Lives of the fellows

Gordon Terry

b.22 December 1942 d.9 February 2012
MB BS Durham(1966) MRCP(1970) FRCP(1982) FRCP Edin(1985)

Gordon Terry was a consultant physician in Durham. Born in Sedgefield, County Durham, he was the son of Thomas Dixon Terry, a civil servant. After attending Spennymoor Grammar School, the alma mater of many distinguished Newcastle doctors, he studied medicine at Durham University and the Royal Victoria Infirmary in Newcastle.

Qualifying in 1966, he did house jobs at the Sunderland General Hospital for a year, before moving to Scotland to continue his training at the Victoria Hospital, Kirkcaldy in 1968. After spending a year in Edinburgh at the Royal Infirmary, he then became a registrar at Bangour Hospital in West Lothian for two years, leaving in 1971 to spend two years at the Aberdeen Royal Infirmary.

Appointed a senior registrar to the Newcastle hospitals in 1973, he came under the influence of the cardiologist, Hewan Dewar [Munk’s Roll, Vol.XII, web]. He moved to the South Tyneside District Hospital in South Shields as a consultant physician in 1976 and, three years later, he joined the staff of the Dryburn Hospital in Durham, working with one of the first cardiologist’s in the area, Bob Mowbray [Munk’s Roll, Vol.VIII, p.351]. Here he took a leading role in the development of cardiology in the area, particularly in non-invasive cardiac investigation which had previously not taken place outside Newcastle.

He was the author of several scientific papers on various aspects of myocardial infarction and echocardiography. Founder member of the Northern Cardiology Group, he brought together many distinguished practitioners from the region and the group instigated some excellent meetings to share expertise. For a time he was chairman of the Durham branch of the British Diabetic Association and, after his official retirement he spent a couple of years as a locum at Bishop Auckland General Hospital enjoying the atmosphere of a small hospital.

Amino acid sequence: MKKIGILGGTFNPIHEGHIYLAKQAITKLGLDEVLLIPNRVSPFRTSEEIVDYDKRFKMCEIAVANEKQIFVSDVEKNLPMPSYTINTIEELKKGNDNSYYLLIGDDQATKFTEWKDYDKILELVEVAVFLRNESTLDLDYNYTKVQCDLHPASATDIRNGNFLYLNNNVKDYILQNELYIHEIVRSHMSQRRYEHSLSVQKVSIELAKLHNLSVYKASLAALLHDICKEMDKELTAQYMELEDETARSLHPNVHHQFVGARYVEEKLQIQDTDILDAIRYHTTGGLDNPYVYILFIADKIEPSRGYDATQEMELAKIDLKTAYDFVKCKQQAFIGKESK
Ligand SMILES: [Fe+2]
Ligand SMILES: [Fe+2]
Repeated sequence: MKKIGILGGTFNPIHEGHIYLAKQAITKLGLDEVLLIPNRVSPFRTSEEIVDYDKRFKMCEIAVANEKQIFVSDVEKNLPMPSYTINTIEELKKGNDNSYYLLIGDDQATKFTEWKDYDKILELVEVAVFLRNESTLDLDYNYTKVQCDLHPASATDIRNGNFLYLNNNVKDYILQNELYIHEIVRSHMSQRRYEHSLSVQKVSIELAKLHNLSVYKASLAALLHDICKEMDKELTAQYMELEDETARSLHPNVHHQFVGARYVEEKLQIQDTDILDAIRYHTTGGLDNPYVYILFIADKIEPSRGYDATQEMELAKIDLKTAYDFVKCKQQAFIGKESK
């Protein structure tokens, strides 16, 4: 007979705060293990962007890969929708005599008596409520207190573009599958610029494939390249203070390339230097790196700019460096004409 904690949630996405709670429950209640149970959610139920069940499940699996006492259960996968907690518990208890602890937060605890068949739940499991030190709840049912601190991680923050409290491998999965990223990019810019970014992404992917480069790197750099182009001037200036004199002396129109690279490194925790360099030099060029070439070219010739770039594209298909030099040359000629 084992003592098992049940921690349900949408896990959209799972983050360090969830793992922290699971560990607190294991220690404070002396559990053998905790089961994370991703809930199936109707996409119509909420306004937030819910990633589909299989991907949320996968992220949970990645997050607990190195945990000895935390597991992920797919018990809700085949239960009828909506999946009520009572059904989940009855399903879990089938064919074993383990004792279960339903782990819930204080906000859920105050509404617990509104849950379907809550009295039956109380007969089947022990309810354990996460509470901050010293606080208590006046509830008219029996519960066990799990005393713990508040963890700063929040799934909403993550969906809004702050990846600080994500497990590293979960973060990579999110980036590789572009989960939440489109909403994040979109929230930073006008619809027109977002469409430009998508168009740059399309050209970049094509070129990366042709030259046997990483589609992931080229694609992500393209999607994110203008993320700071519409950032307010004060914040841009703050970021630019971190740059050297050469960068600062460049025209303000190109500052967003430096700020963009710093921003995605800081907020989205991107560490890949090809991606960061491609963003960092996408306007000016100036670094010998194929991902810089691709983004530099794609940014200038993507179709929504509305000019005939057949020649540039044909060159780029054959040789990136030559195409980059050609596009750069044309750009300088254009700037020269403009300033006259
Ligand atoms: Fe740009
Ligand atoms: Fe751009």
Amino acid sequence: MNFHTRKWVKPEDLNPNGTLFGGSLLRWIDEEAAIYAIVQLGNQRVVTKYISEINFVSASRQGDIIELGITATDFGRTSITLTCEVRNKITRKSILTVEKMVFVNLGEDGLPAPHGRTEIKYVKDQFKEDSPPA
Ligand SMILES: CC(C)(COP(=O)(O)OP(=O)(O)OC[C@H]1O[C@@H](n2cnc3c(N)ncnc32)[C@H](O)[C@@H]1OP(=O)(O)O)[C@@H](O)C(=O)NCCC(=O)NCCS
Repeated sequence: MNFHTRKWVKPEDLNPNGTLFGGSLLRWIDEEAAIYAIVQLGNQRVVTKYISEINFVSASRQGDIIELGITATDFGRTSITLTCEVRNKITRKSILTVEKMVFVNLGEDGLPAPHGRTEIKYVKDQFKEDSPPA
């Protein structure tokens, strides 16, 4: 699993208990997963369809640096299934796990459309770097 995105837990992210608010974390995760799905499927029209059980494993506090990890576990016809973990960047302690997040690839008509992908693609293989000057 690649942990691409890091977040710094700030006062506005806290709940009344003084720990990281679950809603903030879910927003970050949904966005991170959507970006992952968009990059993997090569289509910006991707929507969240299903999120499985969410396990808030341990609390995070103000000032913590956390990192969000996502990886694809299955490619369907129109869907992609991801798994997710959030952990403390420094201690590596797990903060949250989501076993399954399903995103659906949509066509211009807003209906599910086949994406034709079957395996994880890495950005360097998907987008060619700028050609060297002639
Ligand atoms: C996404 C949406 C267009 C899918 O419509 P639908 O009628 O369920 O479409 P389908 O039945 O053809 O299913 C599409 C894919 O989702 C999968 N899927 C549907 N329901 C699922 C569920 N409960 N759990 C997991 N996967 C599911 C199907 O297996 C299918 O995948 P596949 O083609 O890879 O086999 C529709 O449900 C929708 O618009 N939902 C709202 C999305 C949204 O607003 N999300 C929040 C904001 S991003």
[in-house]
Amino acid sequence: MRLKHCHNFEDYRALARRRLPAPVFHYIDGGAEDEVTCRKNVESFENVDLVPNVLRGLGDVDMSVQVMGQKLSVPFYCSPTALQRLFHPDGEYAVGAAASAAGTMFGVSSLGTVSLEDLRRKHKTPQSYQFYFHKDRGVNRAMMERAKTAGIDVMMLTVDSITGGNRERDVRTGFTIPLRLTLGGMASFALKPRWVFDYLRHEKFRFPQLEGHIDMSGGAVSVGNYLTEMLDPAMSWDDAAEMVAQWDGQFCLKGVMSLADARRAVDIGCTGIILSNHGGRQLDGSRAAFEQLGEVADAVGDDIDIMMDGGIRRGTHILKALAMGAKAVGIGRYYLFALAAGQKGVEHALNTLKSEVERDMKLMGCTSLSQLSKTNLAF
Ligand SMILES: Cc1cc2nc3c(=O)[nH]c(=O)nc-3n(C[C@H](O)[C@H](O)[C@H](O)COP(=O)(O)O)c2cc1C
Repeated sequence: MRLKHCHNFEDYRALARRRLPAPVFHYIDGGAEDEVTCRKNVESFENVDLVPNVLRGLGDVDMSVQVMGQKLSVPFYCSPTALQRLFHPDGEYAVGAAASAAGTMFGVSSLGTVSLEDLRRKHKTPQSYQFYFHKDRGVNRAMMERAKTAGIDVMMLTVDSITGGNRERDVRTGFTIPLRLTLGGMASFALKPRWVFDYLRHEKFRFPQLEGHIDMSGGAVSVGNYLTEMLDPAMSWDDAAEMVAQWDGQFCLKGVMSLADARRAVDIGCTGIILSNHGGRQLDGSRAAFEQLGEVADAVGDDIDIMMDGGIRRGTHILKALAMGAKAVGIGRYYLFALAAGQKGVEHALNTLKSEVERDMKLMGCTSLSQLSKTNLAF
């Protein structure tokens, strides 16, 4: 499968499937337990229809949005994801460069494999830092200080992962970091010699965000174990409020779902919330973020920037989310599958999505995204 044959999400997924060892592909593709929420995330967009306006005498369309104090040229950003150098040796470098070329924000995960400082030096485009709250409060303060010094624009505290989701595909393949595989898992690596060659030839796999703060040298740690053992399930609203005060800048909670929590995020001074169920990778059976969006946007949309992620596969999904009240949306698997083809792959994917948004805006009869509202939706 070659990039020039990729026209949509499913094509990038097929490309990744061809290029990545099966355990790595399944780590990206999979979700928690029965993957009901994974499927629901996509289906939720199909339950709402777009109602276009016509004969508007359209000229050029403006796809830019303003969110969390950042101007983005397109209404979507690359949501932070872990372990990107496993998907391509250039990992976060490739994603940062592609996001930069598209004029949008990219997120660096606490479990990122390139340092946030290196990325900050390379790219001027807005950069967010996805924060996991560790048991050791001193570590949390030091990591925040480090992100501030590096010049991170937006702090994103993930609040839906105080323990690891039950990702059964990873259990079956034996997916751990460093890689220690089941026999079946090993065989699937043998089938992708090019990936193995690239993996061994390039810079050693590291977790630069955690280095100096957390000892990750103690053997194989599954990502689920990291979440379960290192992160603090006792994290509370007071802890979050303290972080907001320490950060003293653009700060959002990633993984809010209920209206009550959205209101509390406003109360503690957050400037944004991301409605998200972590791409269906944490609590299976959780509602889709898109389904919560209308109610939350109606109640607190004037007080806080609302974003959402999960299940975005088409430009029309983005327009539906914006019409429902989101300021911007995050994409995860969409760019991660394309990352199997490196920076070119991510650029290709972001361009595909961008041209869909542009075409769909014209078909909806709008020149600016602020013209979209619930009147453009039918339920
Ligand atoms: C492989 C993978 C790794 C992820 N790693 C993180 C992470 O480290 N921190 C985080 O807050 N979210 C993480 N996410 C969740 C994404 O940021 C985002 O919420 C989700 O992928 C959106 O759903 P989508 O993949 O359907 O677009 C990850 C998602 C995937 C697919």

When he was a student he was a keen rower and represented the medical school and rowed in the Northumberland County VIII. He continued throughout his life and also qualified as an umpire. A keen mountaineer, he was a member of the Cairngorm Club and had climbed many of the Scottish peaks. He also made his own telescopes and was interested in the industrial archaeology of County Durham.

In 1967 he married Elizabeth Dorothy (‘Dorothy’) née Fairley, whose father, Benjamin, was a work study estimator. They met at the Royal Victoria Infirmary where she was a nurse. When he died, quite quickly after cancer was diagnosed, she survived him together with their children, Emma, Jonathan and Callum, and grandchildren, Will, Anna, Jack and Eleanor.

RCP editor

[Royal College of Physcians of Edinburgh; The Northern Echo - both accessed 6 October 2015]

(Volume XII, page web)

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